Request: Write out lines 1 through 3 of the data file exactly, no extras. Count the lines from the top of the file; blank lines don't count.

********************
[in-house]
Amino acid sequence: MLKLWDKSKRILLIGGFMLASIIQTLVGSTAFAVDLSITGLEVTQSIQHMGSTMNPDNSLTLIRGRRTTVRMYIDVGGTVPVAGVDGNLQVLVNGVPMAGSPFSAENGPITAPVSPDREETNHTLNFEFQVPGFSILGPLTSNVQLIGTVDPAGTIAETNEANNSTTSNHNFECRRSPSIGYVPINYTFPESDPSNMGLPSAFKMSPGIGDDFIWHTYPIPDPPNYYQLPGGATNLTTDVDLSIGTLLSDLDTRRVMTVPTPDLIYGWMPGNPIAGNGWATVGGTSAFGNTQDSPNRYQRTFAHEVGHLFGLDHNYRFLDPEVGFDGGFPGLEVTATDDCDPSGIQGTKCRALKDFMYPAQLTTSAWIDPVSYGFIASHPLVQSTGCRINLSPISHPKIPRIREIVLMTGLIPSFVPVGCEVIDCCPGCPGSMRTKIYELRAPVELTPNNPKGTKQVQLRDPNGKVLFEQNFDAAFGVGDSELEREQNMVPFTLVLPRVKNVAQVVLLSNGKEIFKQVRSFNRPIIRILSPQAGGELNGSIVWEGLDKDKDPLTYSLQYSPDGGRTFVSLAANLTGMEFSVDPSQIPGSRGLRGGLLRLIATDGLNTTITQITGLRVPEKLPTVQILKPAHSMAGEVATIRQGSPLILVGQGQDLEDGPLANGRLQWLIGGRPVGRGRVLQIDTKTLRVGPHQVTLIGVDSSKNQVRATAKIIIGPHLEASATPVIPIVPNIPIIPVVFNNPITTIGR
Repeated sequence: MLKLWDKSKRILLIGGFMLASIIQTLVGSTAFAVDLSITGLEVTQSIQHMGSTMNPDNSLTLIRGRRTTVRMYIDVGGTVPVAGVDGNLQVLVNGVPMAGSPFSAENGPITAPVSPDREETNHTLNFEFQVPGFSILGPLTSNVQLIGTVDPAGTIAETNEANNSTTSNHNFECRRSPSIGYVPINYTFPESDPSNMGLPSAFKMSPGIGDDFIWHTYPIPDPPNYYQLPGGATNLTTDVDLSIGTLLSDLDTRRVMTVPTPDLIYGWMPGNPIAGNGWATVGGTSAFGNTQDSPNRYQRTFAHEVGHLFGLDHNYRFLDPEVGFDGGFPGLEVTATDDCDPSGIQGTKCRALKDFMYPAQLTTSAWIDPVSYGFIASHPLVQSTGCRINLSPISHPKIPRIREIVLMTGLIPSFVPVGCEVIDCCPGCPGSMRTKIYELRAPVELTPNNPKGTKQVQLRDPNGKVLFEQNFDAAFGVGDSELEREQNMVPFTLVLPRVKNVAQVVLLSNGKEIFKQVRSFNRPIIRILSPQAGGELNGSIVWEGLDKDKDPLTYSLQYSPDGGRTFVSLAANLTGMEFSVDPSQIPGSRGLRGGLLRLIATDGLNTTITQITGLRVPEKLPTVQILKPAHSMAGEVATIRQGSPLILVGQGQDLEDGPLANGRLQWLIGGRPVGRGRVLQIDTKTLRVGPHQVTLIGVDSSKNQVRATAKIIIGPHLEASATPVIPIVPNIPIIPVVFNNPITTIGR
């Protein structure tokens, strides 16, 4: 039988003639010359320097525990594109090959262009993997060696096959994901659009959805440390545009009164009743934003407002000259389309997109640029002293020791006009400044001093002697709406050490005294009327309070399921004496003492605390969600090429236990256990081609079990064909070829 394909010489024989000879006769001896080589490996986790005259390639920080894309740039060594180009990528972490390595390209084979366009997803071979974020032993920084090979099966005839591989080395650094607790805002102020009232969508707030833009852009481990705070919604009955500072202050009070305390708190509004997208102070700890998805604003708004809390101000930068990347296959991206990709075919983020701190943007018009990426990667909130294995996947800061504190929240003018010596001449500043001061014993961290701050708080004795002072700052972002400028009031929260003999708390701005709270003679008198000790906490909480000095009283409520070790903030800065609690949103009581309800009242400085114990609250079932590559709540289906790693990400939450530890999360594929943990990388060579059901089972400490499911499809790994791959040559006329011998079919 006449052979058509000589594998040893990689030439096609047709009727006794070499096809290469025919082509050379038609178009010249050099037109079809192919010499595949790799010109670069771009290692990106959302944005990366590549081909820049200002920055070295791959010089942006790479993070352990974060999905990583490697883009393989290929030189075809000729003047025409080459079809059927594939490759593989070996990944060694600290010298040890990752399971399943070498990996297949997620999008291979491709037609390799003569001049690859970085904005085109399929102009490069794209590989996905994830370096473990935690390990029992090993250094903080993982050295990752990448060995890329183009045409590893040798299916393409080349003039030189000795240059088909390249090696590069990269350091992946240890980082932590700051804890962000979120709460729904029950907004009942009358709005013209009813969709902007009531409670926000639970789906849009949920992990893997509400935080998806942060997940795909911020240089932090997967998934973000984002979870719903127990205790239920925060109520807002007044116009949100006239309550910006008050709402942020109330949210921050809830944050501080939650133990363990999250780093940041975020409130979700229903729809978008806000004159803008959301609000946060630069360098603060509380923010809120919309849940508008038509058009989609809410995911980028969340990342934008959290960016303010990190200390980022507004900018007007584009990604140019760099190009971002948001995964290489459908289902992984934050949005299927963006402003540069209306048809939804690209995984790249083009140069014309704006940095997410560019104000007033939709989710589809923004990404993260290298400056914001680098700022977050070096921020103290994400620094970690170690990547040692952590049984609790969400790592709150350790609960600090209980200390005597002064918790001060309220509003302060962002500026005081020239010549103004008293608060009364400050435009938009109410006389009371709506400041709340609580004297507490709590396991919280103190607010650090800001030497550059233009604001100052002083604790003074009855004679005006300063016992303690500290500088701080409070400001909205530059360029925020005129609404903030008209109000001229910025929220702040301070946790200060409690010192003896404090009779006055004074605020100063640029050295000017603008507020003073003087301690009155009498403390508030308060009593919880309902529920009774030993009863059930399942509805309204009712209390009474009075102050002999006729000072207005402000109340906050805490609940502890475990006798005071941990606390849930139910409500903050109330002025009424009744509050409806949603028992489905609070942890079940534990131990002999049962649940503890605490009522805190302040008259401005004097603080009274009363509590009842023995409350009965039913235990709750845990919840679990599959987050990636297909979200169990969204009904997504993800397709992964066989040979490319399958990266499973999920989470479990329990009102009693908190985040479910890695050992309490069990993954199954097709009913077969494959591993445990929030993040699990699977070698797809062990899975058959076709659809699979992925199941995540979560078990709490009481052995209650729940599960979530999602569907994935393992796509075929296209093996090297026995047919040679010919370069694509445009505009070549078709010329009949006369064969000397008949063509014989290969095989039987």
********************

[in-house]
Amino acid sequence: MLKLWDKSKRILLIGGFMLASIIQTLVGSTAFAVDLSITGLEVTQSIQHMGSTMNPDNSLTLIRGRRTTVRMYIDVGGTVPVAGVDGNLQVLVNGVPMAGSPFSAENGPITAPVSPDREETNHTLNFEFQVPGFSILGPLTSNVQLIGTVDPAGTIAETNEANNSTTSNHNFECRRSPSIGYVPINYTFPESDPSNMGLPSAFKMSPGIGDDFIWHTYPIPDPPNYYQLPGGATNLTTDVDLSIGTLLSDLDTRRVMTVPTPDLIYGWMPGNPIAGNGWATVGGTSAFGNTQDSPNRYQRTFAHEVGHLFGLDHNYRFLDPEVGFDGGFPGLEVTATDDCDPSGIQGTKCRALKDFMYPAQLTTSAWIDPVSYGFIASHPLVQSTGCRINLSPISHPKIPRIREIVLMTGLIPSFVPVGCEVIDCCPGCPGSMRTKIYELRAPVELTPNNPKGTKQVQLRDPNGKVLFEQNFDAAFGVGDSELEREQNMVPFTLVLPRVKNVAQVVLLSNGKEIFKQVRSFNRPIIRILSPQAGGELNGSIVWEGLDKDKDPLTYSLQYSPDGGRTFVSLAANLTGMEFSVDPSQIPGSRGLRGGLLRLIATDGLNTTITQITGLRVPEKLPTVQILKPAHSMAGEVATIRQGSPLILVGQGQDLEDGPLANGRLQWLIGGRPVGRGRVLQIDTKTLRVGPHQVTLIGVDSSKNQVRATAKIIIGPHLEASATPVIPIVPNIPIIPVVFNNPITTIGR
Repeated sequence: MLKLWDKSKRILLIGGFMLASIIQTLVGSTAFAVDLSITGLEVTQSIQHMGSTMNPDNSLTLIRGRRTTVRMYIDVGGTVPVAGVDGNLQVLVNGVPMAGSPFSAENGPITAPVSPDREETNHTLNFEFQVPGFSILGPLTSNVQLIGTVDPAGTIAETNEANNSTTSNHNFECRRSPSIGYVPINYTFPESDPSNMGLPSAFKMSPGIGDDFIWHTYPIPDPPNYYQLPGGATNLTTDVDLSIGTLLSDLDTRRVMTVPTPDLIYGWMPGNPIAGNGWATVGGTSAFGNTQDSPNRYQRTFAHEVGHLFGLDHNYRFLDPEVGFDGGFPGLEVTATDDCDPSGIQGTKCRALKDFMYPAQLTTSAWIDPVSYGFIASHPLVQSTGCRINLSPISHPKIPRIREIVLMTGLIPSFVPVGCEVIDCCPGCPGSMRTKIYELRAPVELTPNNPKGTKQVQLRDPNGKVLFEQNFDAAFGVGDSELEREQNMVPFTLVLPRVKNVAQVVLLSNGKEIFKQVRSFNRPIIRILSPQAGGELNGSIVWEGLDKDKDPLTYSLQYSPDGGRTFVSLAANLTGMEFSVDPSQIPGSRGLRGGLLRLIATDGLNTTITQITGLRVPEKLPTVQILKPAHSMAGEVATIRQGSPLILVGQGQDLEDGPLANGRLQWLIGGRPVGRGRVLQIDTKTLRVGPHQVTLIGVDSSKNQVRATAKIIIGPHLEASATPVIPIVPNIPIIPVVFNNPITTIGR